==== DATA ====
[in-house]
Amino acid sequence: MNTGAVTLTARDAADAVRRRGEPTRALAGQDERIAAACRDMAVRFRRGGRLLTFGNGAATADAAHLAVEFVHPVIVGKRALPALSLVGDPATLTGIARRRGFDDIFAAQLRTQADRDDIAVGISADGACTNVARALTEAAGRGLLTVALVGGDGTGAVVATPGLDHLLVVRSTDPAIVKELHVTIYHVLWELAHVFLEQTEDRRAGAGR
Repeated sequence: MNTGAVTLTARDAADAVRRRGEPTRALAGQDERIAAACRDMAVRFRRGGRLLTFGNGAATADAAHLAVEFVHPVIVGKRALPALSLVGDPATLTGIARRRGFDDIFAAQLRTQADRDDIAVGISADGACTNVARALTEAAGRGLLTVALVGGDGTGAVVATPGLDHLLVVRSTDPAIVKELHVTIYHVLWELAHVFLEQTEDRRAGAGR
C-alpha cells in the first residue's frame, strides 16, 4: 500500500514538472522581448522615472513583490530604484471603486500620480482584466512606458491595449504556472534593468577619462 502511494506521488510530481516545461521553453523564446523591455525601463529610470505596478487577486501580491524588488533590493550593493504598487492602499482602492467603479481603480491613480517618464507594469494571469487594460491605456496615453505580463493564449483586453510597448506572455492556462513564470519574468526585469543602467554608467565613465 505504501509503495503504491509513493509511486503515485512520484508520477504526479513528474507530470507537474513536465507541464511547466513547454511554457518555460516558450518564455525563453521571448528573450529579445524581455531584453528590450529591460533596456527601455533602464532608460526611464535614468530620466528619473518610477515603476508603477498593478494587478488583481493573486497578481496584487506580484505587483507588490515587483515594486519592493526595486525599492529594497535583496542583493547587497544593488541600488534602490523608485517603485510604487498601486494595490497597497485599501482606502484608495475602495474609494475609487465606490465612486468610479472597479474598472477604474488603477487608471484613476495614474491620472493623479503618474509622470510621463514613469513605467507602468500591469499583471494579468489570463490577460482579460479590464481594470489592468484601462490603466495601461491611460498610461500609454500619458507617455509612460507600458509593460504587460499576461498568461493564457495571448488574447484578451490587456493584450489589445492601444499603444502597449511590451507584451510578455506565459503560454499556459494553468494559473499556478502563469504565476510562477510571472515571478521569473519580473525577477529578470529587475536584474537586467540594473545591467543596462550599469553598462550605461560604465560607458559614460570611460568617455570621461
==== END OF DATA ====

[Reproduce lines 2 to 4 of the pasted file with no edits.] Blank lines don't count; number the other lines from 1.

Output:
Amino acid sequence: MNTGAVTLTARDAADAVRRRGEPTRALAGQDERIAAACRDMAVRFRRGGRLLTFGNGAATADAAHLAVEFVHPVIVGKRALPALSLVGDPATLTGIARRRGFDDIFAAQLRTQADRDDIAVGISADGACTNVARALTEAAGRGLLTVALVGGDGTGAVVATPGLDHLLVVRSTDPAIVKELHVTIYHVLWELAHVFLEQTEDRRAGAGR
Repeated sequence: MNTGAVTLTARDAADAVRRRGEPTRALAGQDERIAAACRDMAVRFRRGGRLLTFGNGAATADAAHLAVEFVHPVIVGKRALPALSLVGDPATLTGIARRRGFDDIFAAQLRTQADRDDIAVGISADGACTNVARALTEAAGRGLLTVALVGGDGTGAVVATPGLDHLLVVRSTDPAIVKELHVTIYHVLWELAHVFLEQTEDRRAGAGR
C-alpha cells in the first residue's frame, strides 16, 4: 500500500514538472522581448522615472513583490530604484471603486500620480482584466512606458491595449504556472534593468577619462 502511494506521488510530481516545461521553453523564446523591455525601463529610470505596478487577486501580491524588488533590493550593493504598487492602499482602492467603479481603480491613480517618464507594469494571469487594460491605456496615453505580463493564449483586453510597448506572455492556462513564470519574468526585469543602467554608467565613465 505504501509503495503504491509513493509511486503515485512520484508520477504526479513528474507530470507537474513536465507541464511547466513547454511554457518555460516558450518564455525563453521571448528573450529579445524581455531584453528590450529591460533596456527601455533602464532608460526611464535614468530620466528619473518610477515603476508603477498593478494587478488583481493573486497578481496584487506580484505587483507588490515587483515594486519592493526595486525599492529594497535583496542583493547587497544593488541600488534602490523608485517603485510604487498601486494595490497597497485599501482606502484608495475602495474609494475609487465606490465612486468610479472597479474598472477604474488603477487608471484613476495614474491620472493623479503618474509622470510621463514613469513605467507602468500591469499583471494579468489570463490577460482579460479590464481594470489592468484601462490603466495601461491611460498610461500609454500619458507617455509612460507600458509593460504587460499576461498568461493564457495571448488574447484578451490587456493584450489589445492601444499603444502597449511590451507584451510578455506565459503560454499556459494553468494559473499556478502563469504565476510562477510571472515571478521569473519580473525577477529578470529587475536584474537586467540594473545591467543596462550599469553598462550605461560604465560607458559614460570611460568617455570621461